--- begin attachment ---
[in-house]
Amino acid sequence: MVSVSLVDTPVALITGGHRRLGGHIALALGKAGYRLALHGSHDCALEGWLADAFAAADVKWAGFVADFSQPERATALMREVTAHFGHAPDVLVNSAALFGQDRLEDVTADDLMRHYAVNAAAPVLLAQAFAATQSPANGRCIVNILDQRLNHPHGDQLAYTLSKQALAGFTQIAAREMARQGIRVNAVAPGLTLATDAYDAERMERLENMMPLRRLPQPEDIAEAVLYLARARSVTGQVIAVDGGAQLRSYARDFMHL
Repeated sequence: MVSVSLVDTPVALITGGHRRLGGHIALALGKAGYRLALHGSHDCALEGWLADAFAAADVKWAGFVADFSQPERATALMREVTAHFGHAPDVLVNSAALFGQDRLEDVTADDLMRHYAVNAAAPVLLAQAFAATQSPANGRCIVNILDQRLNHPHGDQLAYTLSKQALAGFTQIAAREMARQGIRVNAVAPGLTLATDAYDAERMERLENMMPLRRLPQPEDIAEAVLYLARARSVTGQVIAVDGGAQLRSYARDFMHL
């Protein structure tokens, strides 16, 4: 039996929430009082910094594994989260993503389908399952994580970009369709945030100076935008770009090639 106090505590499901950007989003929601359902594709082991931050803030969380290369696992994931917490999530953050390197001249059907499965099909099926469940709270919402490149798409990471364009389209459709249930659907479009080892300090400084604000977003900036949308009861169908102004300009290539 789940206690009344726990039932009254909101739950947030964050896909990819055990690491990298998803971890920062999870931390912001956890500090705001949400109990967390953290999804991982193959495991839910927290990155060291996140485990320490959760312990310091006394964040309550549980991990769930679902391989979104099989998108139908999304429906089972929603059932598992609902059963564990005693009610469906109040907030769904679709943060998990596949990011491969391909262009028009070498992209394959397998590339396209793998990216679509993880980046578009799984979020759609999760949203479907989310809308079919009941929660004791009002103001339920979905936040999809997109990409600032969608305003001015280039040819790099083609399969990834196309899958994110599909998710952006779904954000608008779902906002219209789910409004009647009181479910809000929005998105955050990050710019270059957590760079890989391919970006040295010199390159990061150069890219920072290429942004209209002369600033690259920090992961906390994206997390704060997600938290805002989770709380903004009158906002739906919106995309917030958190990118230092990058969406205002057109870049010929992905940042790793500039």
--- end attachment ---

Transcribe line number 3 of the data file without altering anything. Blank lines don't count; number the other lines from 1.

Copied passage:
Repeated sequence: MVSVSLVDTPVALITGGHRRLGGHIALALGKAGYRLALHGSHDCALEGWLADAFAAADVKWAGFVADFSQPERATALMREVTAHFGHAPDVLVNSAALFGQDRLEDVTADDLMRHYAVNAAAPVLLAQAFAATQSPANGRCIVNILDQRLNHPHGDQLAYTLSKQALAGFTQIAAREMARQGIRVNAVAPGLTLATDAYDAERMERLENMMPLRRLPQPEDIAEAVLYLARARSVTGQVIAVDGGAQLRSYARDFMHL